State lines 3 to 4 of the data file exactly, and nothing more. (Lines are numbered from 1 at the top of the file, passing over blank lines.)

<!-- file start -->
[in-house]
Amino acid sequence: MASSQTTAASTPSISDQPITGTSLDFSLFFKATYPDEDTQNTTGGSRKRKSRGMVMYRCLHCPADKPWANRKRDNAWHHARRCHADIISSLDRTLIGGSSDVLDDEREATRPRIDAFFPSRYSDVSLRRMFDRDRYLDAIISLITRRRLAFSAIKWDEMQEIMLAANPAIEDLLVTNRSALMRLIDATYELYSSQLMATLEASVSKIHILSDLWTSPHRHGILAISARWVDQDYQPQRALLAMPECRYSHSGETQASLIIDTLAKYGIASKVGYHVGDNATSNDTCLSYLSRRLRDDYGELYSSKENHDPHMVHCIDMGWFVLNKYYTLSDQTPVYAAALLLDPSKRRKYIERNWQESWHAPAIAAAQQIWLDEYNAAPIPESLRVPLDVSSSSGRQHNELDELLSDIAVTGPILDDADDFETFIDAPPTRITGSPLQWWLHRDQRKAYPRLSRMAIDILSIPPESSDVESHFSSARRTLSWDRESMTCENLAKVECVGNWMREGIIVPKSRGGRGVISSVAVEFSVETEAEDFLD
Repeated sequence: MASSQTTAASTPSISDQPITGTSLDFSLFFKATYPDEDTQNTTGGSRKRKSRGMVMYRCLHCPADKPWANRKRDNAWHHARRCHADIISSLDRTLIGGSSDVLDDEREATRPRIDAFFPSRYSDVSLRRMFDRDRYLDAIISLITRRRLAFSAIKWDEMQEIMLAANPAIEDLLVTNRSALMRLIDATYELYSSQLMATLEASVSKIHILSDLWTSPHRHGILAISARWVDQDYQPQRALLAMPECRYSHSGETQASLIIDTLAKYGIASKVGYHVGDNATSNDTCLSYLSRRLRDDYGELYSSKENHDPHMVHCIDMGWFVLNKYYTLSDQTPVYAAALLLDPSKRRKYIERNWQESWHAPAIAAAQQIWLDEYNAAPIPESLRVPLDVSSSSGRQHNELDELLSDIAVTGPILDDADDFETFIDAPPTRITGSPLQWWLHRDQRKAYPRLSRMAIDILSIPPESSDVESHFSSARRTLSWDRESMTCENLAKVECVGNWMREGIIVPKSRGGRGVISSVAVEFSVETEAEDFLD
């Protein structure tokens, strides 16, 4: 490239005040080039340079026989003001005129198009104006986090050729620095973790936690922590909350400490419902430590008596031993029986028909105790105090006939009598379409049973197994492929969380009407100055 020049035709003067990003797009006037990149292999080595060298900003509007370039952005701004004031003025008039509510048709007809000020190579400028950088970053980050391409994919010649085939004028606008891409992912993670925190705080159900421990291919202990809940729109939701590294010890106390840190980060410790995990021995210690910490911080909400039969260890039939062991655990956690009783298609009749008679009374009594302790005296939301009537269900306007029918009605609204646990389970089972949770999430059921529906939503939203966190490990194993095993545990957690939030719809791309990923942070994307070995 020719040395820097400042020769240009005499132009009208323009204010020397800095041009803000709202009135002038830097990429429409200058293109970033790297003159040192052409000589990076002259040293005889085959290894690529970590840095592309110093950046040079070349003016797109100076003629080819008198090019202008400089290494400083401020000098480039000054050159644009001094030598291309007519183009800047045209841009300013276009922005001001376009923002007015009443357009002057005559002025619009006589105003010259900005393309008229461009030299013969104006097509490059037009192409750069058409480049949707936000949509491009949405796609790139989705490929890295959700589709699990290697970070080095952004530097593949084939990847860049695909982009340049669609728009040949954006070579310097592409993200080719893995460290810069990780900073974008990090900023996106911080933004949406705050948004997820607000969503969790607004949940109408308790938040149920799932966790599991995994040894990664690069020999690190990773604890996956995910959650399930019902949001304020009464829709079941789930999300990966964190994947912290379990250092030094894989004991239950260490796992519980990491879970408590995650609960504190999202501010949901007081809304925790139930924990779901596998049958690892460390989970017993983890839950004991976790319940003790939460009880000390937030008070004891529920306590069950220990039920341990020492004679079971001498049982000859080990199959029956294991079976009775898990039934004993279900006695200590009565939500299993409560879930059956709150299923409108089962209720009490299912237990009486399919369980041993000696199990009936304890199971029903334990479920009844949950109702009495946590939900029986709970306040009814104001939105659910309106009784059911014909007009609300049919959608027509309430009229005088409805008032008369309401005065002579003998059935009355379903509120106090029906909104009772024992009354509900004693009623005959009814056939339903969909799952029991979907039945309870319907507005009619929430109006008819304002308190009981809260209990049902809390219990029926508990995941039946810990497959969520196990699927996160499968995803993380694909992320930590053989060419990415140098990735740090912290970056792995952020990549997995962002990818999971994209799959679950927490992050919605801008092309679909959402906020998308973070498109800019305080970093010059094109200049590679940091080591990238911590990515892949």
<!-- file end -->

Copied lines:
Repeated sequence: MASSQTTAASTPSISDQPITGTSLDFSLFFKATYPDEDTQNTTGGSRKRKSRGMVMYRCLHCPADKPWANRKRDNAWHHARRCHADIISSLDRTLIGGSSDVLDDEREATRPRIDAFFPSRYSDVSLRRMFDRDRYLDAIISLITRRRLAFSAIKWDEMQEIMLAANPAIEDLLVTNRSALMRLIDATYELYSSQLMATLEASVSKIHILSDLWTSPHRHGILAISARWVDQDYQPQRALLAMPECRYSHSGETQASLIIDTLAKYGIASKVGYHVGDNATSNDTCLSYLSRRLRDDYGELYSSKENHDPHMVHCIDMGWFVLNKYYTLSDQTPVYAAALLLDPSKRRKYIERNWQESWHAPAIAAAQQIWLDEYNAAPIPESLRVPLDVSSSSGRQHNELDELLSDIAVTGPILDDADDFETFIDAPPTRITGSPLQWWLHRDQRKAYPRLSRMAIDILSIPPESSDVESHFSSARRTLSWDRESMTCENLAKVECVGNWMREGIIVPKSRGGRGVISSVAVEFSVETEAEDFLD
């Protein structure tokens, strides 16, 4: 490239005040080039340079026989003001005129198009104006986090050729620095973790936690922590909350400490419902430590008596031993029986028909105790105090006939009598379409049973197994492929969380009407100055 020049035709003067990003797009006037990149292999080595060298900003509007370039952005701004004031003025008039509510048709007809000020190579400028950088970053980050391409994919010649085939004028606008891409992912993670925190705080159900421990291919202990809940729109939701590294010890106390840190980060410790995990021995210690910490911080909400039969260890039939062991655990956690009783298609009749008679009374009594302790005296939301009537269900306007029918009605609204646990389970089972949770999430059921529906939503939203966190490990194993095993545990957690939030719809791309990923942070994307070995 020719040395820097400042020769240009005499132009009208323009204010020397800095041009803000709202009135002038830097990429429409200058293109970033790297003159040192052409000589990076002259040293005889085959290894690529970590840095592309110093950046040079070349003016797109100076003629080819008198090019202008400089290494400083401020000098480039000054050159644009001094030598291309007519183009800047045209841009300013276009922005001001376009923002007015009443357009002057005559002025619009006589105003010259900005393309008229461009030299013969104006097509490059037009192409750069058409480049949707936000949509491009949405796609790139989705490929890295959700589709699990290697970070080095952004530097593949084939990847860049695909982009340049669609728009040949954006070579310097592409993200080719893995460290810069990780900073974008990090900023996106911080933004949406705050948004997820607000969503969790607004949940109408308790938040149920799932966790599991995994040894990664690069020999690190990773604890996956995910959650399930019902949001304020009464829709079941789930999300990966964190994947912290379990250092030094894989004991239950260490796992519980990491879970408590995650609960504190999202501010949901007081809304925790139930924990779901596998049958690892460390989970017993983890839950004991976790319940003790939460009880000390937030008070004891529920306590069950220990039920341990020492004679079971001498049982000859080990199959029956294991079976009775898990039934004993279900006695200590009565939500299993409560879930059956709150299923409108089962209720009490299912237990009486399919369980041993000696199990009936304890199971029903334990479920009844949950109702009495946590939900029986709970306040009814104001939105659910309106009784059911014909007009609300049919959608027509309430009229005088409805008032008369309401005065002579003998059935009355379903509120106090029906909104009772024992009354509900004693009623005959009814056939339903969909799952029991979907039945309870319907507005009619929430109006008819304002308190009981809260209990049902809390219990029926508990995941039946810990497959969520196990699927996160499968995803993380694909992320930590053989060419990415140098990735740090912290970056792995952020990549997995962002990818999971994209799959679950927490992050919605801008092309679909959402906020998308973070498109800019305080970093010059094109200049590679940091080591990238911590990515892949």